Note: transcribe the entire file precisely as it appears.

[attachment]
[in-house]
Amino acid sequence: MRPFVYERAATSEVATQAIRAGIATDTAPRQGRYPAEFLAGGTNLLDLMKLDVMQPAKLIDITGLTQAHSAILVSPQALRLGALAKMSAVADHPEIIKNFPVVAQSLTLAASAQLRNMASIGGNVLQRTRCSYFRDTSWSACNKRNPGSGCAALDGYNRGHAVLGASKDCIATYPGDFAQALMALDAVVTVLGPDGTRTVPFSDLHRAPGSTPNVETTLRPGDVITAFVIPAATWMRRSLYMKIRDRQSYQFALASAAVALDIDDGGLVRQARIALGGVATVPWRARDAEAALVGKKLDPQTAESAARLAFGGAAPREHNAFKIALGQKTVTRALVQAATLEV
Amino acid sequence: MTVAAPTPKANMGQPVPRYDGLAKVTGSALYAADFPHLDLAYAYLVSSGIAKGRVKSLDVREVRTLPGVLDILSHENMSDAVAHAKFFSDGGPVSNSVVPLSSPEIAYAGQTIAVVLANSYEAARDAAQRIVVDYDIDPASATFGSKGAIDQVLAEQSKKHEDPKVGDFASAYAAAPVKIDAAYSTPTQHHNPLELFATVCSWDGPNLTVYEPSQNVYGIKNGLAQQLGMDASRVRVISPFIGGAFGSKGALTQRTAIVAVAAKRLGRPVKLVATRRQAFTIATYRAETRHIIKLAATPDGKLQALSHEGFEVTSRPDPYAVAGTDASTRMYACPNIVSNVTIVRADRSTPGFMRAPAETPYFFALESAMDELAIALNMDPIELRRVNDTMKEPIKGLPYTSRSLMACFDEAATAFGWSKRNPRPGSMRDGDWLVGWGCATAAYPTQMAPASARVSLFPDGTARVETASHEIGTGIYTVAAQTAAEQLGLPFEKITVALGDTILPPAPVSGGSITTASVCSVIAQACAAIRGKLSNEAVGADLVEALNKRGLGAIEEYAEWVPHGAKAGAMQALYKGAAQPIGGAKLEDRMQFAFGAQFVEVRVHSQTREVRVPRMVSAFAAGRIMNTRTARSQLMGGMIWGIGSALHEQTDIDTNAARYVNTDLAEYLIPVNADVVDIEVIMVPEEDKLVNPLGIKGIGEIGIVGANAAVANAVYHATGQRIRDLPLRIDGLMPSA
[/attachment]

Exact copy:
[in-house]
Amino acid sequence: MRPFVYERAATSEVATQAIRAGIATDTAPRQGRYPAEFLAGGTNLLDLMKLDVMQPAKLIDITGLTQAHSAILVSPQALRLGALAKMSAVADHPEIIKNFPVVAQSLTLAASAQLRNMASIGGNVLQRTRCSYFRDTSWSACNKRNPGSGCAALDGYNRGHAVLGASKDCIATYPGDFAQALMALDAVVTVLGPDGTRTVPFSDLHRAPGSTPNVETTLRPGDVITAFVIPAATWMRRSLYMKIRDRQSYQFALASAAVALDIDDGGLVRQARIALGGVATVPWRARDAEAALVGKKLDPQTAESAARLAFGGAAPREHNAFKIALGQKTVTRALVQAATLEV
Amino acid sequence: MTVAAPTPKANMGQPVPRYDGLAKVTGSALYAADFPHLDLAYAYLVSSGIAKGRVKSLDVREVRTLPGVLDILSHENMSDAVAHAKFFSDGGPVSNSVVPLSSPEIAYAGQTIAVVLANSYEAARDAAQRIVVDYDIDPASATFGSKGAIDQVLAEQSKKHEDPKVGDFASAYAAAPVKIDAAYSTPTQHHNPLELFATVCSWDGPNLTVYEPSQNVYGIKNGLAQQLGMDASRVRVISPFIGGAFGSKGALTQRTAIVAVAAKRLGRPVKLVATRRQAFTIATYRAETRHIIKLAATPDGKLQALSHEGFEVTSRPDPYAVAGTDASTRMYACPNIVSNVTIVRADRSTPGFMRAPAETPYFFALESAMDELAIALNMDPIELRRVNDTMKEPIKGLPYTSRSLMACFDEAATAFGWSKRNPRPGSMRDGDWLVGWGCATAAYPTQMAPASARVSLFPDGTARVETASHEIGTGIYTVAAQTAAEQLGLPFEKITVALGDTILPPAPVSGGSITTASVCSVIAQACAAIRGKLSNEAVGADLVEALNKRGLGAIEEYAEWVPHGAKAGAMQALYKGAAQPIGGAKLEDRMQFAFGAQFVEVRVHSQTREVRVPRMVSAFAAGRIMNTRTARSQLMGGMIWGIGSALHEQTDIDTNAARYVNTDLAEYLIPVNADVVDIEVIMVPEEDKLVNPLGIKGIGEIGIVGANAAVANAVYHATGQRIRDLPLRIDGLMPSA